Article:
Brisbane's Plans To Improve Safety With Glowing Paths
A couple of weeks ago, it was revealed that Brisbane's counsel would install Moon Deck – a glow-in-the-dark resin – on a pathway at Obrist Place, Rochedale, as part of a 12-month trial.
The resin is said to improve safety due to providing lit up areas (that use no energy), improve the aesthetics of the area, and provide a safe and slip-resistant surface. So far, trials have shown the material, costing $105 per square metre, working just as effectively on cloudy days as it does on sunny days.
Minister for Territory and Municipal Services Shane Rattenbury said similar paths have already been used successfully in Canberra and New South Wales. "Places such as parks and nature reserves do not have street lighting due to the impact on native fauna and high costs and this technology, which allows the path to emit a soft glow at night, is a great alternative to the more traditional overhead lighting," Mr Rattenbury said.
A bicycle path made from a similar material can be found in Poland, and has proved very popular, with comments such as "The glow is a very nice complement to the area’s beautiful nature, lakes, small hills and countryside" supporting the plans to install more like this in the future.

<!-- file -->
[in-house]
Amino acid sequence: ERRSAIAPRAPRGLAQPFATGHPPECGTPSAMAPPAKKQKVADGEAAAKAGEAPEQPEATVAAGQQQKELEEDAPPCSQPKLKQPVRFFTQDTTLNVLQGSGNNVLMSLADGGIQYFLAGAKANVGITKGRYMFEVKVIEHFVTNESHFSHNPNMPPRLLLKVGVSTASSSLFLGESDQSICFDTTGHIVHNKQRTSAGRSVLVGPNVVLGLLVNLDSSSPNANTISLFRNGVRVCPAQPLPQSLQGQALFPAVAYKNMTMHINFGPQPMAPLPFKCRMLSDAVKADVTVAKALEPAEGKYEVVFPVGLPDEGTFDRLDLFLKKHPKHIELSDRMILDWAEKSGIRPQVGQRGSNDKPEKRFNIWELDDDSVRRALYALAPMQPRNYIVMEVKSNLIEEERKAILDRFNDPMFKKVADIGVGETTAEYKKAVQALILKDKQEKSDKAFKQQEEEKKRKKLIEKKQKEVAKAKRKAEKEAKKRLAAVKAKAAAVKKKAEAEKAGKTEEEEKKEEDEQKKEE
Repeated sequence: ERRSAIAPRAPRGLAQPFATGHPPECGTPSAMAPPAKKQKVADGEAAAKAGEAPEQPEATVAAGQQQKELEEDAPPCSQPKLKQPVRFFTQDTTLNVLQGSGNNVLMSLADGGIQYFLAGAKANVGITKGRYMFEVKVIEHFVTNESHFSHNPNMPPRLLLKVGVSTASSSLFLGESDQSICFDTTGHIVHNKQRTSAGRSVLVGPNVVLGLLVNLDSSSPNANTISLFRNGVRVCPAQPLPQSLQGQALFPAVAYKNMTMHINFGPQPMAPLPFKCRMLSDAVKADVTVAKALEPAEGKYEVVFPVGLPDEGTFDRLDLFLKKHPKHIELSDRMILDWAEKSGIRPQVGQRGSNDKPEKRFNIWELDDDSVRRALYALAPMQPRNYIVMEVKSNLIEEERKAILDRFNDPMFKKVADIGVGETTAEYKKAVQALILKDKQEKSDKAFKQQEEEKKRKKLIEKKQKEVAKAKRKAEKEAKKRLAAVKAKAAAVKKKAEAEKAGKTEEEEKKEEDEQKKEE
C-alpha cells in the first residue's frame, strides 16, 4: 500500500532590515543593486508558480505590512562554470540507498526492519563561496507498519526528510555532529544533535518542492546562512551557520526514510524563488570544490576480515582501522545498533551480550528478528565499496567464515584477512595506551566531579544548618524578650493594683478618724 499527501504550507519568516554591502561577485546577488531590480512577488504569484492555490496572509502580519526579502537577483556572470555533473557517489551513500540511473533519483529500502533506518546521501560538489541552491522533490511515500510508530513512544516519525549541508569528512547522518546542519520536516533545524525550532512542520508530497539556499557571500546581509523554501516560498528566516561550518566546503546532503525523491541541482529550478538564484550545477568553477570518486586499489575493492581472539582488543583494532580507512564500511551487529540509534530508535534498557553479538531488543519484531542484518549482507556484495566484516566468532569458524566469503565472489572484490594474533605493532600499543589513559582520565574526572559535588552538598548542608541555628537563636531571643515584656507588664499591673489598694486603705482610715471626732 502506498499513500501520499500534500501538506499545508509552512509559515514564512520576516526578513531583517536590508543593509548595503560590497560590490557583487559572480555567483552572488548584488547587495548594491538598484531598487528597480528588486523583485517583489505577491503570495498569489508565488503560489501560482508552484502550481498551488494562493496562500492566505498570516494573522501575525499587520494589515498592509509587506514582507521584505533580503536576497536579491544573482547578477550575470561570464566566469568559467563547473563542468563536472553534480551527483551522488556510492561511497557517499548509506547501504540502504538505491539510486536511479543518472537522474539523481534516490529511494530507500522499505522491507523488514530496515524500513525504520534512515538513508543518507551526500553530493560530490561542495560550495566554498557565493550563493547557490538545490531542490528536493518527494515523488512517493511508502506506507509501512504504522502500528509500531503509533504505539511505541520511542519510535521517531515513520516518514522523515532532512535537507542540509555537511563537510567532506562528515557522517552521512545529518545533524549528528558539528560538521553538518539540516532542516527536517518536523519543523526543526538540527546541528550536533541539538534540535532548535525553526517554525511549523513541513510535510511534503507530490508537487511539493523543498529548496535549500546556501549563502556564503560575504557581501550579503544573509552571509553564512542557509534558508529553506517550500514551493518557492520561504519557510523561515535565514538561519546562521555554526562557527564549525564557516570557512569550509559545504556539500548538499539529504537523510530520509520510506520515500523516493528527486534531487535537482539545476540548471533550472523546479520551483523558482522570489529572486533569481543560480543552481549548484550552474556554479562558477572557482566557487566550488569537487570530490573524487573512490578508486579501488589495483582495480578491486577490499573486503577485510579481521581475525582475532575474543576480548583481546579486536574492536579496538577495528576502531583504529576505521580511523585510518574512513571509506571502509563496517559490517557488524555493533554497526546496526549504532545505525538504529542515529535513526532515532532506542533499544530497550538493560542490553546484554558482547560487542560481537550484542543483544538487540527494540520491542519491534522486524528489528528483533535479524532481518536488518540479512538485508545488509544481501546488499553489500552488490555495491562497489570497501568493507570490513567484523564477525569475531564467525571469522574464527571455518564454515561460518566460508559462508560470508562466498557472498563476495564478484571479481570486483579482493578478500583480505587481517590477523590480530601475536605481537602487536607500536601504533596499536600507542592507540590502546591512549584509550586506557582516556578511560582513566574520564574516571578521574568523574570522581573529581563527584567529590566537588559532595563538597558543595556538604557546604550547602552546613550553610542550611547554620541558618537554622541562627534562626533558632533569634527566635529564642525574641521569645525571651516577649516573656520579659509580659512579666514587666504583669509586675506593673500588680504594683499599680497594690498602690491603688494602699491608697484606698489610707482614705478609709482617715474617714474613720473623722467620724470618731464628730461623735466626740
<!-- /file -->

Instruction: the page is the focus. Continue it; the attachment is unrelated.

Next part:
These previous successes have encouraged the Brisbane Council to go ahead with the plans, which include a 12 month trial with different testing at six months, 12 months and community consultation.
Public and Active Transport chairman Adrian Schrinner commented on the trials, saying there would always be the need for standard lights for personal safety and in places where there were large volumes of pedestrian or cycle traffic, however, the glow-in-the-dark pathways could be useful in less rural areas where there is no cheap or easy way to power the lights, as well as being a beneficial installment over electrical lights for wildlife.
Moon Deck is understood to not need direct sunlight to charge and has a 25-year life span.